Science - February 8, 2018

Breeding for even healthier chicory

Albert Sikkema

With new plant-breeding techniques, a group of European researchers aim to extract healthy nutritional fibres and medicinal substances from chicory. WUR is leading the research consortium, which will get 7.3 million euros from the European Union.

Chicory is a little plant with pretty blue flowers, but its most interesting part is underground. The chicory root is a source of the nutritional fibre inulin, which is used in bread, dairy products and cereal bars because it has a positive effect on digestion.

From years of research, plant scientists know quite a lot about how to grow chicory and what nutrients the root contains. But it is not easy for them to increase the production of these healthy substances because the plant is difficult to breed using traditional cross-breeding and selection.

Recently, new breeding techniques such as Crispr-Cas have appeared on the scene, with which chicory can become an even more valuable crop, thinks the EU. It has allocated 7.3 million euros to an international consortium of universities, institutes and companies, to be led by WUR. The researchers will be focusing on good nutritional fibres and medically active ingredients in chicory. The research programme was presented in Brussels on Tuesday 6 February.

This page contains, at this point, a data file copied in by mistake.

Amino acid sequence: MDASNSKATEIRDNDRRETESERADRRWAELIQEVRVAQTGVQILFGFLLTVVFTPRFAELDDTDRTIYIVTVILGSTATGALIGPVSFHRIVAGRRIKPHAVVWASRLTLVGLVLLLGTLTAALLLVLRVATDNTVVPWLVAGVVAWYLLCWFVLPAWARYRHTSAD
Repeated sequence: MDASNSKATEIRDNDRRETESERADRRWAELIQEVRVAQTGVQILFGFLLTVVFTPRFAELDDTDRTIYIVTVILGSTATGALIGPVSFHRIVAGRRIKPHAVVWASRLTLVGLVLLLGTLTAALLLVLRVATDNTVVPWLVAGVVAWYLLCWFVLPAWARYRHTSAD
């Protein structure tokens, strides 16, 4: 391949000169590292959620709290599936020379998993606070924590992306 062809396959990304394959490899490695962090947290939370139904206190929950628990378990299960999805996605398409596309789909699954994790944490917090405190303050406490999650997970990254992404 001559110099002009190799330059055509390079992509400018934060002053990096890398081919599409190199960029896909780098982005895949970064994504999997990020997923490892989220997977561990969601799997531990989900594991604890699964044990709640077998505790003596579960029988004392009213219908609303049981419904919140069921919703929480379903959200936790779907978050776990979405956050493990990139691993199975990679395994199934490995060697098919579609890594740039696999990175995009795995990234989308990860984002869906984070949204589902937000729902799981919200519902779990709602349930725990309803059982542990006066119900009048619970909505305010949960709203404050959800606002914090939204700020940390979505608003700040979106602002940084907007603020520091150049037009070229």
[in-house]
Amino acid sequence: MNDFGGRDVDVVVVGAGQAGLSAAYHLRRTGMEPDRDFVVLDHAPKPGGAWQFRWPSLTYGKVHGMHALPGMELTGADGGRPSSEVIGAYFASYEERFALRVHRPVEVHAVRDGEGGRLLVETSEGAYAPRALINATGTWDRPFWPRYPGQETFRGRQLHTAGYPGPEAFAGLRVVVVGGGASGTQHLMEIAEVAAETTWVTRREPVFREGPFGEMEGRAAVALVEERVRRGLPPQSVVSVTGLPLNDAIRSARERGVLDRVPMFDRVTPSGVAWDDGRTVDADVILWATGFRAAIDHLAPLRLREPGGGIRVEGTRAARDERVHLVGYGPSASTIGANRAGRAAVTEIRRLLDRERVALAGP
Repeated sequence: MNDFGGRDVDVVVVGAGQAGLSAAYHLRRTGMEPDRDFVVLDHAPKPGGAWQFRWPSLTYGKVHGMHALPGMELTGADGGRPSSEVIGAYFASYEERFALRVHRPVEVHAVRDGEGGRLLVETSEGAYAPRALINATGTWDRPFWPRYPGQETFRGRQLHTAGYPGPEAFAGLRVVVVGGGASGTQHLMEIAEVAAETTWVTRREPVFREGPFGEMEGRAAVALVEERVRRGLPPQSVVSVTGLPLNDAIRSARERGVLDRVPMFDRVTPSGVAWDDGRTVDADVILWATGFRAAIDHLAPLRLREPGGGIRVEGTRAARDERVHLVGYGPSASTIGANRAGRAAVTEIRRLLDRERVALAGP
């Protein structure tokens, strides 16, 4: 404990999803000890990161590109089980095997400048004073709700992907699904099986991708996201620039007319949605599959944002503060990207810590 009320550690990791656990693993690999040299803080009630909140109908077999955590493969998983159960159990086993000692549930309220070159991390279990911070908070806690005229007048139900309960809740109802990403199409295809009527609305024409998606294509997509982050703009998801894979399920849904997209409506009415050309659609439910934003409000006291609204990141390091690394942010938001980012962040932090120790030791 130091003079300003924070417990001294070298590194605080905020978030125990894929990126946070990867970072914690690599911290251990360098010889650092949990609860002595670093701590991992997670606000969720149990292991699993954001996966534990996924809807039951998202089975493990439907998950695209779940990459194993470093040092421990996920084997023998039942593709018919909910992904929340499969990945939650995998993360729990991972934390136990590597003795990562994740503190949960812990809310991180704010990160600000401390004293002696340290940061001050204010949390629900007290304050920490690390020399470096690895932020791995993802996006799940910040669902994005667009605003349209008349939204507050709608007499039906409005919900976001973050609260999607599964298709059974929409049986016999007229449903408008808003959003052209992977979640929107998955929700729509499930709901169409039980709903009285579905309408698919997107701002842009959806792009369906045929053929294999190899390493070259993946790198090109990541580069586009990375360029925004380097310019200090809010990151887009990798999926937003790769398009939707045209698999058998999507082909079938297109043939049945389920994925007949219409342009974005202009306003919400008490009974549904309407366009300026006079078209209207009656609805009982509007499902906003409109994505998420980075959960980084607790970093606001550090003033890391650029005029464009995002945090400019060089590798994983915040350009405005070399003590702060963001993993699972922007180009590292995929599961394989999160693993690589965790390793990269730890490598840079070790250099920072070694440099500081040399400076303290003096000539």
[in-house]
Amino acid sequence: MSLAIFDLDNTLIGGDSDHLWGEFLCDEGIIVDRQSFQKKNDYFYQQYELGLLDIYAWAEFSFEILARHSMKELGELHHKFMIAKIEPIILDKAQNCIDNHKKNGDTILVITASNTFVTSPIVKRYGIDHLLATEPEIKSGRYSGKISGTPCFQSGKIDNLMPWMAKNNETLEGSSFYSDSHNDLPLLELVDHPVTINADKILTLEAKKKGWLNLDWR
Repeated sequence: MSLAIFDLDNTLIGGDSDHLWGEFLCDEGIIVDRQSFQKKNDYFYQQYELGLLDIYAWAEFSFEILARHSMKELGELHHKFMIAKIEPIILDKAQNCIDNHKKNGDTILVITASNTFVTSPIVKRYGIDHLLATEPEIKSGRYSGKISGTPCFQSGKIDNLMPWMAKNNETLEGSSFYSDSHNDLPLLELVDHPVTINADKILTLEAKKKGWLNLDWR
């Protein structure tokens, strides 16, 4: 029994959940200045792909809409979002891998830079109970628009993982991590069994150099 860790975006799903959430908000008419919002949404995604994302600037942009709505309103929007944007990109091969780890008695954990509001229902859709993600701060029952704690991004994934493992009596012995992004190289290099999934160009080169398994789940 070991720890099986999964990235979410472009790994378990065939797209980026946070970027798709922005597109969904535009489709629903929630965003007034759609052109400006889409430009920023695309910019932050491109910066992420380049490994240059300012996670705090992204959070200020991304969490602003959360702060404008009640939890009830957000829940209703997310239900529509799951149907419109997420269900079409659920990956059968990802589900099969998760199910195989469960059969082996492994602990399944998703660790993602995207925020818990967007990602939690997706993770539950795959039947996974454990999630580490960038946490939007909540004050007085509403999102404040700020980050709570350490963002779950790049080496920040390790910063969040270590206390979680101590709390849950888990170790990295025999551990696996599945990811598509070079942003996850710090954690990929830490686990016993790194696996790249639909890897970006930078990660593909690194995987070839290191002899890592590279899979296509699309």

The programme aims to develop varieties of chicory which manufacture other health-giving substances besides nutritional fibres, says research leader Dirk Bosch of Wageningen Plant Research. These could include news types of antibiotic or cancer drugs, he says. Certain substances in chicory can limit the growth of bacteria, fungi and tumours.

The researchers want to introduce selected mutations into chicory by switching particular genes on and off using the new breeding techniques. Because these techniques are controversial, they want to get the wider community in on the research. But they are also looking for new ideas for making traditional cross-breeding easier, and for improving the ‘crop architecture’ of chicory.

The research programme, called CHIC, will be financed from the EU’s Horizon 2020 programme. Along with WUR, 17 different partners from 12 different countries are taking part, with researchers from France, Germany, Italy, Finland, Serbia and Poland. The Wageningen breeding company Keygene and the Dutch inulin producer Sensus BV are also involved in the research programme.